Psalm 120 is known as the first Psalm of ascent pilgrims would have sung on their journey to encounter God in Jerusalem. Upon first reading, it seems odd. It’s not exactly the same song kids would sing leaving the driveway for Disney World. Instead the author, right out the gate, states, “In my distress I called to the Lord and He answered me.” He goes on to describe all that’s wrong in the world that now causes him to get up and move. Today we are even more keenly aware of all that is wrong in this world. We too have the choice to either sit in it or get up and move toward God. Praise be to God that we don’t have to journey to Jerusalem to find Him! For the believer in Jesus, we can live according to the truth that Paul states in Galatians 2:20. “It is no longer I who live, but Christ in me.” We can live at rest in this flesh by faith and under His kindly rule. Check out the following article and song for more encouragement as we truly recognize this world is all wrong but we live toward God where all is right.
Now He has come to make a way
And God himself has paid the price.
That all who trust in Him today,
Find healing in his sacrifice.
We all have common stressors in our lives and many of us face daily traumatic stressors that are completely out of our control. When pressure builds, we can become like a tea kettle on a stove. Eventually, we either have to release steam or we will explode. When we do explode (we've all done it!), we typically explode on those closest to us. We react to something seemingly small as though it is extremely big and leave a friend, spouse, child, or whoever else was standing there to wear the flames. When the fire dies out, we then find ourselves wearing the ashes of frustration and shame. So what are we to do? If we can't remove the stress in the kettle, can we learn to manage our steam valve a little better?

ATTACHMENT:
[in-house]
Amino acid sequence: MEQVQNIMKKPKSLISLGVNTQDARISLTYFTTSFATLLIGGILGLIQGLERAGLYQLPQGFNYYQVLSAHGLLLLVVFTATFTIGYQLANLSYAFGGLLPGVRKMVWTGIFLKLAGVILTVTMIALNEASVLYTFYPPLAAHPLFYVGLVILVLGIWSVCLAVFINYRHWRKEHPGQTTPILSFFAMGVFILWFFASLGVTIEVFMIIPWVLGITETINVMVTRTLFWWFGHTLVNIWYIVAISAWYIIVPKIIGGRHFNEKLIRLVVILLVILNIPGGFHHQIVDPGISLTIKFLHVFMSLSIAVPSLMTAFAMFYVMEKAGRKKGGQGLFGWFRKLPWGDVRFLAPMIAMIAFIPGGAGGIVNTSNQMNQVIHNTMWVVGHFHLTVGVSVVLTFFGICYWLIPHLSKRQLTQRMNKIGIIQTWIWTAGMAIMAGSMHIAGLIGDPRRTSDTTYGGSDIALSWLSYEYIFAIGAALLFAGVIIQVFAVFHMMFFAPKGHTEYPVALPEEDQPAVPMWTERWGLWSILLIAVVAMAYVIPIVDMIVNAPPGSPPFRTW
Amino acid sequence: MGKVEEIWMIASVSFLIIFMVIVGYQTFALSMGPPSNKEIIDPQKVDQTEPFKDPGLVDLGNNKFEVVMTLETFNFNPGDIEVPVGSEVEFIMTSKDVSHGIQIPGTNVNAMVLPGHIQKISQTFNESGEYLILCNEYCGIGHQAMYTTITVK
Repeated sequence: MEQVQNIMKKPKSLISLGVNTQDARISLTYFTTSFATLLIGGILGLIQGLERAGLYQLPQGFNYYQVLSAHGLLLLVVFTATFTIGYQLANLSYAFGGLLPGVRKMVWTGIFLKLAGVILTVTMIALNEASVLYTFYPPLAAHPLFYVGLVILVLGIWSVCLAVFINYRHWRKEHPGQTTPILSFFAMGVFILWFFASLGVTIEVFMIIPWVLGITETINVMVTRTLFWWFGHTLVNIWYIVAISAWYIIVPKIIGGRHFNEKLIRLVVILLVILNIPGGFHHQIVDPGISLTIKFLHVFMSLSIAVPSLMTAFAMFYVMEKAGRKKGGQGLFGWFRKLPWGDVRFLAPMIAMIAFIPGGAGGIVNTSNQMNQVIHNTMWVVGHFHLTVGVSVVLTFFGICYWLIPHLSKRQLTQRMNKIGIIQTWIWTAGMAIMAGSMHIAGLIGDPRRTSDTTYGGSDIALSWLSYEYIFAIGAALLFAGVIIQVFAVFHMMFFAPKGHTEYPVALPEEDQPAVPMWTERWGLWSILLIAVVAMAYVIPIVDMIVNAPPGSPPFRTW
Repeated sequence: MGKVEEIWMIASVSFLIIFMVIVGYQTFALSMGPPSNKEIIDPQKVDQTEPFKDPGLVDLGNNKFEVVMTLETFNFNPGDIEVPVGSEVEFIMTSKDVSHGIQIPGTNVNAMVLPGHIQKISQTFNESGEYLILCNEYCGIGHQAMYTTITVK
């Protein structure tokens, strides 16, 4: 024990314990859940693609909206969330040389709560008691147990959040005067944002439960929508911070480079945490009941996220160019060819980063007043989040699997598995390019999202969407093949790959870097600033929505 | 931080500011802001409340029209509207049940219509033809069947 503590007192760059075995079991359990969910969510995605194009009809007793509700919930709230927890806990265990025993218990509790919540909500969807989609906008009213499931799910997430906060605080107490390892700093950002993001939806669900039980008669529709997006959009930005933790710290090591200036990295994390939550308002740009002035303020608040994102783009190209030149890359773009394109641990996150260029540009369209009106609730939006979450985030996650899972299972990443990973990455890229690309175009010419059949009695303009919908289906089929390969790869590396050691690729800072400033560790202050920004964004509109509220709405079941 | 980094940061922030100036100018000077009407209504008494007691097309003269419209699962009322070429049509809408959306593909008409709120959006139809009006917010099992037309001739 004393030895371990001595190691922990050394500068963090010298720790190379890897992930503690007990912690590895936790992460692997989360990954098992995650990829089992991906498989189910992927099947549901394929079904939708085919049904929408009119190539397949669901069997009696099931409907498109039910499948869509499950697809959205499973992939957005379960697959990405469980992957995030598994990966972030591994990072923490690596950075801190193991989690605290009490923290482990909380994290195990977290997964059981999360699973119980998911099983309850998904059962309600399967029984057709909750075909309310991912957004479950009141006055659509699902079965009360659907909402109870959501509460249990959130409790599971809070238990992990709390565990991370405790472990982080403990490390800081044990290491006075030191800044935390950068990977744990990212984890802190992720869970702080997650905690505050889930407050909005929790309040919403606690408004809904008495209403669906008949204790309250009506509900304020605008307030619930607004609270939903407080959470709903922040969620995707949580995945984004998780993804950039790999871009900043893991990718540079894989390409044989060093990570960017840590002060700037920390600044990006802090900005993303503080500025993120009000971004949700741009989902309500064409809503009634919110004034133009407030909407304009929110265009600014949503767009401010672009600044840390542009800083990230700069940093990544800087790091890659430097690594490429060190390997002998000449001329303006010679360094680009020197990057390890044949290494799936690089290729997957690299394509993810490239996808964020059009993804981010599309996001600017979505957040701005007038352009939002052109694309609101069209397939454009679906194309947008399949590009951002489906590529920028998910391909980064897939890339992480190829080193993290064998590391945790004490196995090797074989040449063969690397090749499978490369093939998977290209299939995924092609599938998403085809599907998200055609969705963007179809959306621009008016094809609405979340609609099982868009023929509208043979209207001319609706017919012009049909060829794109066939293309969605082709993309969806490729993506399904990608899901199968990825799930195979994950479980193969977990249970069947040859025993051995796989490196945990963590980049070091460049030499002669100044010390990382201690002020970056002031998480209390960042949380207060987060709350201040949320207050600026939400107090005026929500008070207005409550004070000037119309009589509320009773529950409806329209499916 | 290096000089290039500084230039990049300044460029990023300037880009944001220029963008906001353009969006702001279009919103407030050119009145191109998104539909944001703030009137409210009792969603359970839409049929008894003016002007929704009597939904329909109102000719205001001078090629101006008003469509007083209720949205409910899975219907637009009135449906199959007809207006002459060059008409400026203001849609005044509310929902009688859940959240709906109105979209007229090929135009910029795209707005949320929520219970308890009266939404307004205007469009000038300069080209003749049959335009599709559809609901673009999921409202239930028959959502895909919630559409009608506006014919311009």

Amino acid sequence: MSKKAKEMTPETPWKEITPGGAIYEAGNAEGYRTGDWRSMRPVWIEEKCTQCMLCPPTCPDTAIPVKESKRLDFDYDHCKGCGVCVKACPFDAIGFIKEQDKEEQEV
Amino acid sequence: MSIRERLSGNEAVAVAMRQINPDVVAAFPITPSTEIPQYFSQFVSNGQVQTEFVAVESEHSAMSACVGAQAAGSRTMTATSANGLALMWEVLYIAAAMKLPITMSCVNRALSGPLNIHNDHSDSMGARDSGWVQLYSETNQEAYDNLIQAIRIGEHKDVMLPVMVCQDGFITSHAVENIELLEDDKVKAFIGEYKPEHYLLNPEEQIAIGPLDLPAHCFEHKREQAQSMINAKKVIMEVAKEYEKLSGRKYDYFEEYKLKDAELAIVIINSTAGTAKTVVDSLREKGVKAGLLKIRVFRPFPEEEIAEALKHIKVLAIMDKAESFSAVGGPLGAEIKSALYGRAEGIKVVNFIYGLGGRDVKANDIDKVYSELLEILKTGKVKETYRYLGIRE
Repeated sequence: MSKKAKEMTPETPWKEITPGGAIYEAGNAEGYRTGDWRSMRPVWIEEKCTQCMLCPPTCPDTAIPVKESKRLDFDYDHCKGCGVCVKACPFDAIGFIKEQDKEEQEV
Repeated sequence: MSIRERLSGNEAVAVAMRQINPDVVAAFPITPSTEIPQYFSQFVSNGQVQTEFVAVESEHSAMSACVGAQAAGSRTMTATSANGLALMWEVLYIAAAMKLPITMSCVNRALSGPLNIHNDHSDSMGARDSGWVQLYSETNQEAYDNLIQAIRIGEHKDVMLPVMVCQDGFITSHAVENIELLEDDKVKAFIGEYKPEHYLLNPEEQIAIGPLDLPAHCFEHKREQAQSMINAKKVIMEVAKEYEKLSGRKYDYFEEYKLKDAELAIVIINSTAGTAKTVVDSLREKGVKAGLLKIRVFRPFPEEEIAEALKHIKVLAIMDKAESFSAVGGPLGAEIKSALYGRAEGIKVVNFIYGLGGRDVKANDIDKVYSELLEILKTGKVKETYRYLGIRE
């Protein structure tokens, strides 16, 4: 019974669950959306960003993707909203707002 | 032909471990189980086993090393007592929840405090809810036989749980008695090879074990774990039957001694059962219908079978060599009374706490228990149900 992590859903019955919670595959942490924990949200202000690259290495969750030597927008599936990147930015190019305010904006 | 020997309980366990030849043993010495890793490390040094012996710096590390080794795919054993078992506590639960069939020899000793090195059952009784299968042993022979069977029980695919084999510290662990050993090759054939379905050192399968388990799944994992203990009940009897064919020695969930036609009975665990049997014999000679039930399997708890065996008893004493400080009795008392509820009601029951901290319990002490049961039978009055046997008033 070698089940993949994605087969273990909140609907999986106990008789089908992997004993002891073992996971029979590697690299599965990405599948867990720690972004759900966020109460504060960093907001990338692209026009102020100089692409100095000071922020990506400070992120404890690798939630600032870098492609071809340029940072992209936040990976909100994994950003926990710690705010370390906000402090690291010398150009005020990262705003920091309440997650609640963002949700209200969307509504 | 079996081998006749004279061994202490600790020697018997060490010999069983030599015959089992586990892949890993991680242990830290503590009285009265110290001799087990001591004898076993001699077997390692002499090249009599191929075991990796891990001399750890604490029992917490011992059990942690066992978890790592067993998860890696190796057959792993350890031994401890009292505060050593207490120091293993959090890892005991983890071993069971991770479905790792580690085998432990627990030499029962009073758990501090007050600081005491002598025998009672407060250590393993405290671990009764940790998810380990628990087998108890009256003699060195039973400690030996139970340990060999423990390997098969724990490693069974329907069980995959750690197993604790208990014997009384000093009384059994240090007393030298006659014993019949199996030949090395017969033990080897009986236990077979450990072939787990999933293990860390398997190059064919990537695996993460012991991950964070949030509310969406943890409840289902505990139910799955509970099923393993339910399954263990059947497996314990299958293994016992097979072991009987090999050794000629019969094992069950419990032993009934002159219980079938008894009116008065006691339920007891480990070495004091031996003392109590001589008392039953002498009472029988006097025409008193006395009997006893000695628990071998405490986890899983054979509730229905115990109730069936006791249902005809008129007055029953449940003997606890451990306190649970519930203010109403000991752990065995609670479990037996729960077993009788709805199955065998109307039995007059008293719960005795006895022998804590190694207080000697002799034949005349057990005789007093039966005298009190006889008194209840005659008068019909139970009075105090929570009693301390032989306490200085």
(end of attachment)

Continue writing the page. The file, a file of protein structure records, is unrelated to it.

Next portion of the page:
On Psychological Wellness During Crisis -
On Rest -
Yes, many of us have had extra time the past several weeks, but have we had rest? Real, deep, soul-restoring rest that provides restoration of the mind, emotions, and body? Are we living each day to simply follow Jesus whose burden is light or are we living at the impossibly fast pace of the swipe and the like? Rest is not only imperative for the brain and the body, but it is for the soul as well. We were created for rest with God - to pause our works and let God be God.